A: Expungement is often equated to the sealing or destroying of legal records. Each state offers its own definition of expungement, based on different rules and laws. Generally, expungement can be viewed as the process to "remove from general review" the records pertaining to a case. But the records may not completely "disappear" and may still be available to law enforcement. 

QLD Review of Sexual Offences

Queensland review of legislation based on the case of Dennis Ferguson. Queensland Public Protection Model For the Management of High Risk Sexual and Violent Offenders. Queensland review and JA submission.

Read more…


Transgender Inmates

Transgender inmates pose a unique problem within the correctional system. They are at a far greater risk of assault, particularly sexual assault. Transgender women are at particular risk if they are placed within a male correctional facility. Transgender inmates classified by the Department of Corrective Services include persons who have been identified as being non-biological male or female gender, with or without having undergone gender-related surgery or hormone therapy appropriate to their choice.

Read more…

Redeveloping the Penal Colony
Crime prevention through social support.

Read more…


Home Detention
Why Justice Action opposes home detention.

Read more…

Prisonless Society

International Foundation for a Prisonless Socety (IFPS).
Read more...

Privacy

Privacy is the interest that individuals have in sustaining a 'personal space', free from interference by other people and organisations.  Privacy can be broken down into many areas, such as privacy of the person; privacy of personal behaviour; privacy of personal communication; or privacy of personal data. Privacy laws, while significant in that they protect the private affairs of individuals, should not be misused to deny discussion of matters of public concern.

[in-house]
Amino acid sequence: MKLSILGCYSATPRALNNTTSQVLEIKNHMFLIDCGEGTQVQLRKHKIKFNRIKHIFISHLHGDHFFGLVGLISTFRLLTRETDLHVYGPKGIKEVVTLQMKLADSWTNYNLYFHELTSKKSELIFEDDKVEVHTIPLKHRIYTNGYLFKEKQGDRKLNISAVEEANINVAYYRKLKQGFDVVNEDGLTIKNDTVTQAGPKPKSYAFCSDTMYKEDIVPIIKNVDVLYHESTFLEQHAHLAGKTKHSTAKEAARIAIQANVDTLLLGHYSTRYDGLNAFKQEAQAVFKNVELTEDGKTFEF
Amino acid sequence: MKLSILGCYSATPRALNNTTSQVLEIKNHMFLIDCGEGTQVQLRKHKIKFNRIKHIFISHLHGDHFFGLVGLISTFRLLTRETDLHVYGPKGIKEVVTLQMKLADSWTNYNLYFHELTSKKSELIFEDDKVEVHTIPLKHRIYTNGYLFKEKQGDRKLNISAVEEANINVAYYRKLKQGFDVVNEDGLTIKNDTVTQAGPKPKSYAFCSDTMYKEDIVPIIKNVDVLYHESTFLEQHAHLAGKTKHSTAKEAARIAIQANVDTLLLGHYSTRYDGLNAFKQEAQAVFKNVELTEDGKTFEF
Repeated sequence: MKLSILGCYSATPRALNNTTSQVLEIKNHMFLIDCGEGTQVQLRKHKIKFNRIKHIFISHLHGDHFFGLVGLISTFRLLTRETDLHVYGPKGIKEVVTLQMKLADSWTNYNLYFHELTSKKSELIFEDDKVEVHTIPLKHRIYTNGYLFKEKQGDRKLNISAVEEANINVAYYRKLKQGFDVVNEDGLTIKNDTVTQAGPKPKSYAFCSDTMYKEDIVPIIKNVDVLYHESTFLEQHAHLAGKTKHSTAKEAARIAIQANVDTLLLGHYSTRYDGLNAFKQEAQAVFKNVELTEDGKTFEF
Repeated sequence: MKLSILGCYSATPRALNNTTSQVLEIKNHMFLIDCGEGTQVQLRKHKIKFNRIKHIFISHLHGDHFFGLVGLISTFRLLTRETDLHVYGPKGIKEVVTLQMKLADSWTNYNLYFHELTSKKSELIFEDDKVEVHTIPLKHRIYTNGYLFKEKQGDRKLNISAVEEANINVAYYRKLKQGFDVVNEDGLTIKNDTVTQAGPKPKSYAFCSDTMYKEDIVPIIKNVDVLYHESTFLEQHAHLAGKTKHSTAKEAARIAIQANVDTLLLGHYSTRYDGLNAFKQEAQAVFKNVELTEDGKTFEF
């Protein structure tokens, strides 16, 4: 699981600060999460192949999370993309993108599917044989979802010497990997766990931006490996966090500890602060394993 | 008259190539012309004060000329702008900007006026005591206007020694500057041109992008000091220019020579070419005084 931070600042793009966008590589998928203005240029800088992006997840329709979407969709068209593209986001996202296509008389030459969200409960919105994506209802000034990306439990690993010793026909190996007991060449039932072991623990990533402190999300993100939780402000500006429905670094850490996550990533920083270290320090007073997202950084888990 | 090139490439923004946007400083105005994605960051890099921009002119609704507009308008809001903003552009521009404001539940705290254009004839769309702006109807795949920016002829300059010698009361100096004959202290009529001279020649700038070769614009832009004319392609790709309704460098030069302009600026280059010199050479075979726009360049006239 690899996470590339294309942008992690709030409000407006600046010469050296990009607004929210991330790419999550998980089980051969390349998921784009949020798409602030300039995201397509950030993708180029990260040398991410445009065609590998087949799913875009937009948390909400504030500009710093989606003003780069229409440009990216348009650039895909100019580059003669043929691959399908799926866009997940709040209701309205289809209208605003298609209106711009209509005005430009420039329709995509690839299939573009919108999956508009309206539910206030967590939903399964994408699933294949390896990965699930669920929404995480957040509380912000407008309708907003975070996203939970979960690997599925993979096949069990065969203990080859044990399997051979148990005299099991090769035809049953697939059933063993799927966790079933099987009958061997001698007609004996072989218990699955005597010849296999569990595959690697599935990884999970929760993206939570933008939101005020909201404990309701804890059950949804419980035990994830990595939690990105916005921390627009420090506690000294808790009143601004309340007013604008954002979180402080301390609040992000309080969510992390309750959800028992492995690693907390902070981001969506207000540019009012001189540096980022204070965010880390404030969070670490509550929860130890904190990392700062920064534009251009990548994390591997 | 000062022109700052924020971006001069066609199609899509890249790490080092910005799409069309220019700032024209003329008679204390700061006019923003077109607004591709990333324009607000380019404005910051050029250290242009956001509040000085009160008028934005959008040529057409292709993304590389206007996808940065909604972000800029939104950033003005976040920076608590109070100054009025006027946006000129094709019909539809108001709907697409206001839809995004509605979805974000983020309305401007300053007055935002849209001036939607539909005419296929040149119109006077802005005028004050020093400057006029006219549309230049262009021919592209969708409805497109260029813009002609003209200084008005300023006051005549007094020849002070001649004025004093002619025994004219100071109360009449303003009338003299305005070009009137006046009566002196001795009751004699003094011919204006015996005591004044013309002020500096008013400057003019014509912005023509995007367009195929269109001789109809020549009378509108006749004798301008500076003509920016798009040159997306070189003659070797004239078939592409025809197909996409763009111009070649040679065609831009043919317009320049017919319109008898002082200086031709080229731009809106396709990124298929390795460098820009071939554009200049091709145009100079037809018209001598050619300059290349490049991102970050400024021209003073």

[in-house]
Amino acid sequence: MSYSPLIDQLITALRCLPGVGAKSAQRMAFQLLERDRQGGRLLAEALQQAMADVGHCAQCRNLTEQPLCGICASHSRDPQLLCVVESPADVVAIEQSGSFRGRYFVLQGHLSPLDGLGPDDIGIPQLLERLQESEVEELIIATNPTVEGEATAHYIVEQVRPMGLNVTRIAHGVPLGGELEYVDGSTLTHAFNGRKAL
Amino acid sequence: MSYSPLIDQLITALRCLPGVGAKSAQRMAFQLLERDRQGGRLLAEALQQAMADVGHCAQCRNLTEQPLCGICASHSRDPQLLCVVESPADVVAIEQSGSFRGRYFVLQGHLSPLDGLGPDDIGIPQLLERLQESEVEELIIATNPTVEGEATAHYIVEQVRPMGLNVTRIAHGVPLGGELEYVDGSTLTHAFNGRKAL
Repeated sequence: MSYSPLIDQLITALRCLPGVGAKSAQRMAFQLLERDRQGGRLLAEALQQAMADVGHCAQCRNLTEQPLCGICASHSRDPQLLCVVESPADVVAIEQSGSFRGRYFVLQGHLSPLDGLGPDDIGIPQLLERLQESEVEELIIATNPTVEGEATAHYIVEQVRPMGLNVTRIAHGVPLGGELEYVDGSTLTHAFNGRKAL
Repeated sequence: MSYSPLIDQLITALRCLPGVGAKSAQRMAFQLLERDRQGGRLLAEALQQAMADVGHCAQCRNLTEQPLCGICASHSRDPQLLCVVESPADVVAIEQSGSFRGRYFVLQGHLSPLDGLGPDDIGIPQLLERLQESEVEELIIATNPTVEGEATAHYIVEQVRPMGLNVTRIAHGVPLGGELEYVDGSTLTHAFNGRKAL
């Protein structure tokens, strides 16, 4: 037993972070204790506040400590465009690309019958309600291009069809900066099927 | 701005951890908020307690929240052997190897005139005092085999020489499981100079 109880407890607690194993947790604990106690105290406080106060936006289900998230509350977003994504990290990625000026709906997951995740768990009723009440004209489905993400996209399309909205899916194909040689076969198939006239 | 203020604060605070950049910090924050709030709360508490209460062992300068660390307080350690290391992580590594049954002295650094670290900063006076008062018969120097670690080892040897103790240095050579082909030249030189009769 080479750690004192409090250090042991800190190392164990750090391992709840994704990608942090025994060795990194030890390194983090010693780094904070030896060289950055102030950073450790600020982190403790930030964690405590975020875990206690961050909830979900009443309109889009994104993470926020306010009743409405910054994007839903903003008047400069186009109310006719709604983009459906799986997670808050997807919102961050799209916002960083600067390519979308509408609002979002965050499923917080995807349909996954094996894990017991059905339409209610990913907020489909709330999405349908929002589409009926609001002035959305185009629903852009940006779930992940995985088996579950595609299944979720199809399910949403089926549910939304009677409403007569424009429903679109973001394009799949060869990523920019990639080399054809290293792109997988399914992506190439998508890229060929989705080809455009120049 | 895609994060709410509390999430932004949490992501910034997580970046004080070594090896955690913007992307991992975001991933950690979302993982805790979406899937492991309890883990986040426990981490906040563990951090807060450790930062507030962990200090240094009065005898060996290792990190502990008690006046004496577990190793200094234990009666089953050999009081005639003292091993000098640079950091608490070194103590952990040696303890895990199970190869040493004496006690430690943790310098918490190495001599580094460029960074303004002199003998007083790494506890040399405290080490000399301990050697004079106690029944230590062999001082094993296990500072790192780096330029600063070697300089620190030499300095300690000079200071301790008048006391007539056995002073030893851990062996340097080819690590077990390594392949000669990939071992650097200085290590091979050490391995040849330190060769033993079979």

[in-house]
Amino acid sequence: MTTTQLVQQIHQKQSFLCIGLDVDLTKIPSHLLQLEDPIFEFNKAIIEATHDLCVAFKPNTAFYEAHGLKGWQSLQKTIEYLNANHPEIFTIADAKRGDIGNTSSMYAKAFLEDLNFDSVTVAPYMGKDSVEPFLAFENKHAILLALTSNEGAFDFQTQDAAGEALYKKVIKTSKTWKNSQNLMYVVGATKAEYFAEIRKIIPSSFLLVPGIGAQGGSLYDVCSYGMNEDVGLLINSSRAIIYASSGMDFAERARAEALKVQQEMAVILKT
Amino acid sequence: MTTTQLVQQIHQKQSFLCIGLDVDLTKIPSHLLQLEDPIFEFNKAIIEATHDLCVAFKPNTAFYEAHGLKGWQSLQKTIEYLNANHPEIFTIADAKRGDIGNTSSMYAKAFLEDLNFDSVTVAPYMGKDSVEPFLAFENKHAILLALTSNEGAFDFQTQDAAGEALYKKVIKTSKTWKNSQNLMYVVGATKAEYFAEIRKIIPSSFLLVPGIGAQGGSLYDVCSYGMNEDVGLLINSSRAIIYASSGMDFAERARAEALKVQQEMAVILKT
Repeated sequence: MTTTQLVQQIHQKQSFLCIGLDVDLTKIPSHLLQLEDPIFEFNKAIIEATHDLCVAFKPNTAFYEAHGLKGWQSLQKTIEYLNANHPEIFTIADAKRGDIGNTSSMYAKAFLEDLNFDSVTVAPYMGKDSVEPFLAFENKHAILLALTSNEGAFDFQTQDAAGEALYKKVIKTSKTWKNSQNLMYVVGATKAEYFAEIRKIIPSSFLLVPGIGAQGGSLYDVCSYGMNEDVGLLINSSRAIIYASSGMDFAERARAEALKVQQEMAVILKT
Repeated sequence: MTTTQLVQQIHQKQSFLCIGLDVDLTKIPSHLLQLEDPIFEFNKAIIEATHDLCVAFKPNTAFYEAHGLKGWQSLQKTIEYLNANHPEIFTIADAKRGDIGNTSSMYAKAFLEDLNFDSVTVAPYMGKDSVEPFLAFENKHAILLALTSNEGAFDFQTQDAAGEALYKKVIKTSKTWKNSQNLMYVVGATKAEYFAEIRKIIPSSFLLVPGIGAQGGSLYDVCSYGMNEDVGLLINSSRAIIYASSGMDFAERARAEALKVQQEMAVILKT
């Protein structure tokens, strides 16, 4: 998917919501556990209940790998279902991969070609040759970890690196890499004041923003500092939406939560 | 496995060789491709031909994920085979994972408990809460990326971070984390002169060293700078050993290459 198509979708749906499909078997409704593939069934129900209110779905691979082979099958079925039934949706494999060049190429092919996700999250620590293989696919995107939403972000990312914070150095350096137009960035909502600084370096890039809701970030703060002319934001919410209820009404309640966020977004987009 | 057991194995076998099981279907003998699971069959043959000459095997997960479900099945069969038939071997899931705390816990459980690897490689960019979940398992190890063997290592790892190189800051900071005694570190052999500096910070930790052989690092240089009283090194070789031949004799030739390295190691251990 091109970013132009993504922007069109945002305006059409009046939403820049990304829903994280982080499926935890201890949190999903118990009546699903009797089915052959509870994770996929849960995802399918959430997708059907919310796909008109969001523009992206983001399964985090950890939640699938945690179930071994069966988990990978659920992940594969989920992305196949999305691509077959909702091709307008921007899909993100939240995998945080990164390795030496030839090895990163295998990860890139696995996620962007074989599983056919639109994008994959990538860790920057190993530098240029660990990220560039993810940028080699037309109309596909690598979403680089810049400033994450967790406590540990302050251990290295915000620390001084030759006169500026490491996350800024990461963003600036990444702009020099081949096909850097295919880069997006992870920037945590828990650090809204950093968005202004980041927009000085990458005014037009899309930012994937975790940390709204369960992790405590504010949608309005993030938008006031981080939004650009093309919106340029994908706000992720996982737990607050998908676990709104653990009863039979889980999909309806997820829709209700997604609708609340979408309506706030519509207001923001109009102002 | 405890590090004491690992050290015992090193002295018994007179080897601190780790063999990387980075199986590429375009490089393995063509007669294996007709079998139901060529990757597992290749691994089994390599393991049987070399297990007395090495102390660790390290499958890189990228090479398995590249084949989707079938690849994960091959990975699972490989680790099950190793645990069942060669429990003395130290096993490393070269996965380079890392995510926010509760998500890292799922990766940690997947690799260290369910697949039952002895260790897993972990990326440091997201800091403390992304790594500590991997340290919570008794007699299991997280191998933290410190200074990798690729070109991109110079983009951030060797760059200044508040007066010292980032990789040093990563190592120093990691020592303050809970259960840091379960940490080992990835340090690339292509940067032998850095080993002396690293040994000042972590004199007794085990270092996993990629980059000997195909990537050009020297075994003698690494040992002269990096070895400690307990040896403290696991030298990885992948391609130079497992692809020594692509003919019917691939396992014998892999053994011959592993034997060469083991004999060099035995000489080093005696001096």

Read more…

Sexual violence and Transgendered Inmates

Part of the susceptibility of transgender prisoners to sexual assault in the prison setting is the excessively masculine nature of the prison environment.
Read more… 

Prisons as Part of the Community
This is a key to JA's work. It was presented to the NSW Legislative Council 2009 as part of the campaign against the corporate privatisation of prisons. It is an analysis of the conflicting policies of social exclusion and community building, giving examples of how they conflict in practice and offering some direction for change. 
Read more...


New Quasi Prison System - COSPS
There has been a dangerous development of a quasi-prison system being created around the resettlement of ex prisoners. Instead of people ending their sentence and returning to the community with support from non-government organisations and mainstream services, Corrective Services has begun taking federal homelessness money and extending the prison system by stealth. They are calling them COSPs but in reality they are controlled by the prisons department, where curfews and in some cases even permission to meet family members has to be granted two weeks in advance.
Read more…

Subcategories

  • Failure of Imprisonment
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  • Prison Issues
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  • Privatisation
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  • Alternatives to Imprisonment